Prep the ribs:
On the back of the ribs will be a very thin but very tough membrane that you must remove. You can't really see it well, but trust me that it's there. I usually use a knife to pry up a corner of the membrane, then I just pull it down the entire length of the ribs. Sometimes it tears and you have to try a few times, but you definitely don't want to skip this step unless you want to deal with the membrane while you're EATING. Once the membrane is removed, put the dry rub all over the ribs (both sides) and rub it in. The meat will take on some of the colors in the dry rub and look a little reddish.
Wrap the ribs in some heavy duty tin foil and let them hang out in the fridge til you're ready to cook them.
Cook the ribs: At 250 degrees, place the ribs wrapped securely in tin foil onto a cookie sheet (sometimes juice/fat can escape the tin foil) and place them in the oven. cook for 2 hours.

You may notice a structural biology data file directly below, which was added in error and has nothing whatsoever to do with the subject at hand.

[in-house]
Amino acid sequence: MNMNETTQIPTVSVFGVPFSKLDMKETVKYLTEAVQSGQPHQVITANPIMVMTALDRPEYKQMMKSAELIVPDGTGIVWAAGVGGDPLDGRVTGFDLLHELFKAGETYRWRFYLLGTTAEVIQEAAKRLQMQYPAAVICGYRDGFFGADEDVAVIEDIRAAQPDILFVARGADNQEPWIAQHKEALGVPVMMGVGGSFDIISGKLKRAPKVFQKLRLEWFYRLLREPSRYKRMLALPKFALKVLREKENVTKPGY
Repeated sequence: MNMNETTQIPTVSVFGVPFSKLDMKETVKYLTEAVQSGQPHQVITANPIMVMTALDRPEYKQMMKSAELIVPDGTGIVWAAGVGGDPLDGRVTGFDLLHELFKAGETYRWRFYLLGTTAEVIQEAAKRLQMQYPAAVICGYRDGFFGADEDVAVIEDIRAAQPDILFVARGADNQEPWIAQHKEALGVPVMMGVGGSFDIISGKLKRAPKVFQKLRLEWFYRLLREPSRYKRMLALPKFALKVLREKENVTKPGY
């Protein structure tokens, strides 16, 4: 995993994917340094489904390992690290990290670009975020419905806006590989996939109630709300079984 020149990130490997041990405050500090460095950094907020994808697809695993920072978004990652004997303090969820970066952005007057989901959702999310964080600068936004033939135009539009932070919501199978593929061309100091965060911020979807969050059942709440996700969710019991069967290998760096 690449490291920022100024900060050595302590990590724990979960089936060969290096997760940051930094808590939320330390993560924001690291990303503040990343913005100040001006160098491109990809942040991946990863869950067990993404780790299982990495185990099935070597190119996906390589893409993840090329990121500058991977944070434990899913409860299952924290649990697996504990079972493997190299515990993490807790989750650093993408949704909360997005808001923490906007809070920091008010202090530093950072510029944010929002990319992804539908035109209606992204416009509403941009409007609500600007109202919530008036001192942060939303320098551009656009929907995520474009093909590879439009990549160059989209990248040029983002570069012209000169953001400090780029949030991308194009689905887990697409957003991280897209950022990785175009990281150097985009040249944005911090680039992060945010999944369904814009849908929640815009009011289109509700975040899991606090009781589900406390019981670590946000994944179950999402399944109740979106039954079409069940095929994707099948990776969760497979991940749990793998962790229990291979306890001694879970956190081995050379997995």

After 2 hours, pull them out and open the tin foil to take a look. At this point you can add a little apple juice on top of them, but that's not really necessary.
Re-wrap them, and put them back in for another 1/2 hour.
Pull them out again and open the tin foil completely. At this point you can brush some BBQ sauce on them, or leave them the way they are.
Crank up the heat to 350 and put the ribs back in the oven with the tin foil open. After half an hour, they're done! You can always do this last part on a BBQ, but watch the ribs and make sure they don't burn from the sugar.